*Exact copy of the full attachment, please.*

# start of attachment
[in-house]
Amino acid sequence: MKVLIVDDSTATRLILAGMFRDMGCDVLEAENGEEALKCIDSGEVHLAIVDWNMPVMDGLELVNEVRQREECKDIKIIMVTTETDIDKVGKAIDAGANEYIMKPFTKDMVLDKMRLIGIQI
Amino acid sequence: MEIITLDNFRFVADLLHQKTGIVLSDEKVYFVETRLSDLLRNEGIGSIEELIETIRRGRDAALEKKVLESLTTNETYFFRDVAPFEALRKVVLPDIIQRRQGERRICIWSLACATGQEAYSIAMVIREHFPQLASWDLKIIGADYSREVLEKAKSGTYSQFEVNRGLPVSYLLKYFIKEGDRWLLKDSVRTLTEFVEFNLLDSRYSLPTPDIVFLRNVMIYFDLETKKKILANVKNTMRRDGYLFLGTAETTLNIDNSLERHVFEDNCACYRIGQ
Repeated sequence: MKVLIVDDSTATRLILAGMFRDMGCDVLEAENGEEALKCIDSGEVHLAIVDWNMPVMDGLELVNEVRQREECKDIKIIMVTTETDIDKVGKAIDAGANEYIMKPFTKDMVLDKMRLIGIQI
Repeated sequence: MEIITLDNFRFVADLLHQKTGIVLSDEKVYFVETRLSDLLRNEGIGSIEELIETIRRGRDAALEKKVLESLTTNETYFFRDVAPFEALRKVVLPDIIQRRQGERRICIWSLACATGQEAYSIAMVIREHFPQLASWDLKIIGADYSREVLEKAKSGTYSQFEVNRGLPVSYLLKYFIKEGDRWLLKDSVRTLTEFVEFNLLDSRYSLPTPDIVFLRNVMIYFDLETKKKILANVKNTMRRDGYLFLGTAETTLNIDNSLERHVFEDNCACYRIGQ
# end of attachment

[in-house]
Amino acid sequence: MKVLIVDDSTATRLILAGMFRDMGCDVLEAENGEEALKCIDSGEVHLAIVDWNMPVMDGLELVNEVRQREECKDIKIIMVTTETDIDKVGKAIDAGANEYIMKPFTKDMVLDKMRLIGIQI
Amino acid sequence: MEIITLDNFRFVADLLHQKTGIVLSDEKVYFVETRLSDLLRNEGIGSIEELIETIRRGRDAALEKKVLESLTTNETYFFRDVAPFEALRKVVLPDIIQRRQGERRICIWSLACATGQEAYSIAMVIREHFPQLASWDLKIIGADYSREVLEKAKSGTYSQFEVNRGLPVSYLLKYFIKEGDRWLLKDSVRTLTEFVEFNLLDSRYSLPTPDIVFLRNVMIYFDLETKKKILANVKNTMRRDGYLFLGTAETTLNIDNSLERHVFEDNCACYRIGQ
Repeated sequence: MKVLIVDDSTATRLILAGMFRDMGCDVLEAENGEEALKCIDSGEVHLAIVDWNMPVMDGLELVNEVRQREECKDIKIIMVTTETDIDKVGKAIDAGANEYIMKPFTKDMVLDKMRLIGIQI
Repeated sequence: MEIITLDNFRFVADLLHQKTGIVLSDEKVYFVETRLSDLLRNEGIGSIEELIETIRRGRDAALEKKVLESLTTNETYFFRDVAPFEALRKVVLPDIIQRRQGERRICIWSLACATGQEAYSIAMVIREHFPQLASWDLKIIGADYSREVLEKAKSGTYSQFEVNRGLPVSYLLKYFIKEGDRWLLKDSVRTLTEFVEFNLLDSRYSLPTPDIVFLRNVMIYFDLETKKKILANVKNTMRRDGYLFLGTAETTLNIDNSLERHVFEDNCACYRIGQ